Likewise, the perceived care the multidisciplinary health team offers to the elderly seems to enhance the cooperation of the CG, reducing the feelings of helplessness and dependence in these patients. It should be mentioned that the patients with CKD are constantly assessed and take medication regularly. In addition, they are periodically attended by psychologists, physiotherapists and social workers. It is highlighted that this support is important for patients and their loved ones to respond to the treatment. That is a strong reason for the public health policies to establish guidelines for care to elderly with CKD and for their families to be assisted, in view of their direct involvement in the treatment (Costa et al., 2012; Prezotto & Abreu, 2014; Tezel et al., 2011).
Concerning these study hypotheses, related to difficulties in the perceptive adjustment and adaptation of the reality and to the impaired interpersonal relationship and perception (H1 and H2), these were not fully consolidated. This fact is due to at least two factors: first, to the lower scores in terms of the number of responses, associated with the low education and long time of hemodialysis, which may have interfered in the productive capacity and in the cognitive resources for the production of ideas (Guerra-Guerrero et al., 2012; Melo et al., 2014); and second, to the family support, which in this study influenced the reduction in isolation, dependence and loss of autonomy, as verified in other studies (Costa et al., 2012; Lopes et al., 2014; Prezotto & Abreu, 2014; Terra et al., 2010; Tezel et al., 2011).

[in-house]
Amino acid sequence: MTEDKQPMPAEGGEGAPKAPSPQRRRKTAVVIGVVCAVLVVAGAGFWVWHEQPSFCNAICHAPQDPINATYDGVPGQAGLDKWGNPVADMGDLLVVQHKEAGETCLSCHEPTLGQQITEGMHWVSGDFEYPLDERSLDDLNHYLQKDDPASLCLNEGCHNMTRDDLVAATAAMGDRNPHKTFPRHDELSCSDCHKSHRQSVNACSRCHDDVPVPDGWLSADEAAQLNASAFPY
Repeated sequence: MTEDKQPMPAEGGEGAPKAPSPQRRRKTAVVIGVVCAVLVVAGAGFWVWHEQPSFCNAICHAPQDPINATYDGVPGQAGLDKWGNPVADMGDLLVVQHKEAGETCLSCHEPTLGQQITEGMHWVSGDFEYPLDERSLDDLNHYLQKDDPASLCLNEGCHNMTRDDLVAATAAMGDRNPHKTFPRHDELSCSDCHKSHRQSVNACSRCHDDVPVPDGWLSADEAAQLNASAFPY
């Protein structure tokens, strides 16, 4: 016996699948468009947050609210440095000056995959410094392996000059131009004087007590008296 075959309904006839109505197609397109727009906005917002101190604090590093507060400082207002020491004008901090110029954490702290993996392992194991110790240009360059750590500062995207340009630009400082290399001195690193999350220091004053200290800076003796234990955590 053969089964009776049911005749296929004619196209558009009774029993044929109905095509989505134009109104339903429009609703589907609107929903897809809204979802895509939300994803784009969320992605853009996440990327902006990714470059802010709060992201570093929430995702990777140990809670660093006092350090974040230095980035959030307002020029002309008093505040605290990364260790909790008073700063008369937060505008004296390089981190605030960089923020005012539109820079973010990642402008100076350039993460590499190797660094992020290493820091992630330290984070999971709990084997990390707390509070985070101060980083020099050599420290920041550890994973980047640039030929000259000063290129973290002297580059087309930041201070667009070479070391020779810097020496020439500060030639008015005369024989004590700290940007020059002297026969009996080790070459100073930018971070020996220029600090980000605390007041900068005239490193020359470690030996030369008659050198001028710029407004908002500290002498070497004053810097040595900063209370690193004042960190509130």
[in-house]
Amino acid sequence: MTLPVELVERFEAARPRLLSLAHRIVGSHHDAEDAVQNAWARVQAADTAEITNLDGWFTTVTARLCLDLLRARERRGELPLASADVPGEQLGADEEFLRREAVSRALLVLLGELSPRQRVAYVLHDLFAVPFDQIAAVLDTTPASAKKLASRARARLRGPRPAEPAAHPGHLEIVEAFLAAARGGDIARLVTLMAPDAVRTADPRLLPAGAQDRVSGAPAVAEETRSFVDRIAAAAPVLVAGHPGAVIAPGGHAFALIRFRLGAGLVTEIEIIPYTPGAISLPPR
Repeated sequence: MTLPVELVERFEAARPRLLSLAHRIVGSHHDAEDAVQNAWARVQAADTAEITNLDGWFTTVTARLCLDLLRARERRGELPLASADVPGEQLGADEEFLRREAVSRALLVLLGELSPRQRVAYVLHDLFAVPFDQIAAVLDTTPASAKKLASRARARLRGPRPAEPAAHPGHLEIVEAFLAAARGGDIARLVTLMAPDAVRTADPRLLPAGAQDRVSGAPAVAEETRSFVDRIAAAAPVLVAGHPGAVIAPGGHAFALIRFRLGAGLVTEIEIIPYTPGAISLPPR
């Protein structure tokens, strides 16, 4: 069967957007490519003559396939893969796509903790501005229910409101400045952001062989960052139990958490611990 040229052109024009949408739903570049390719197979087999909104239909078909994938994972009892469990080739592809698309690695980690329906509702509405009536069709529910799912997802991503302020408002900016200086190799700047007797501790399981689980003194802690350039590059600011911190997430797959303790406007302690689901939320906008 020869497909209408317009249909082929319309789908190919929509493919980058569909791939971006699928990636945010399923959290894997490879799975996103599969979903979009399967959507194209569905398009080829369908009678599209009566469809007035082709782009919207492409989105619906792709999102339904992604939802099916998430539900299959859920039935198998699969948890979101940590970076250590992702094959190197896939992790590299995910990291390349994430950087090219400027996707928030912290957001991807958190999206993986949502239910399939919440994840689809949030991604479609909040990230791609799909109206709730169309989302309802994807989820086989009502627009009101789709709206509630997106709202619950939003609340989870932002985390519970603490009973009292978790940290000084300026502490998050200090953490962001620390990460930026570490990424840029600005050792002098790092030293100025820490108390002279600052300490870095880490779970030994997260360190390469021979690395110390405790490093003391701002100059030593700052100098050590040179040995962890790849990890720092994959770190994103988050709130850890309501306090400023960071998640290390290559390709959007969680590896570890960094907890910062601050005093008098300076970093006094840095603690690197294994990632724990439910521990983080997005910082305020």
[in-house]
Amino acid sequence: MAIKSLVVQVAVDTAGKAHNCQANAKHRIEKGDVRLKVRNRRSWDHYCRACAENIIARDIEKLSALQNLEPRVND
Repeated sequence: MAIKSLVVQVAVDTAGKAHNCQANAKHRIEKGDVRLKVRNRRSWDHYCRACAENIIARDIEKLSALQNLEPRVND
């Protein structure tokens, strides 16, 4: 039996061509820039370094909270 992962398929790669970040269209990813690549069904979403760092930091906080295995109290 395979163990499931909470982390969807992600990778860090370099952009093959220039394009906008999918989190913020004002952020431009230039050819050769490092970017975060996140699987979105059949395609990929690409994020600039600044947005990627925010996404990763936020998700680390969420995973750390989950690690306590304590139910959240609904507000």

Finally, by responding to the proposed objective, this study evidenced the importance of using the Zulliger to assess elderly in HD, which enhances the power of the tool and strengthens the use of the Comprehensive System, supporting earlier studies (Grazziotin & Scortegagna, 2016; Primi et al., 2012). Among the results: (a) elderly with CKD present decreased productivity, cognitive problems and impaired interpersonal relationship when compared to the NCG; (b) significant differences were verified between the cognitive (Xu%, X-%, R) and interpersonal relationship processes (Fd, Isolation, GHR:PHR) in the CG when compared to the NCG. In addition, important results were found for this population segment. Concerning the relation between the disease and external variables, family support was influential for the strengthening of mental health resources, supporting the findings of the ZCS.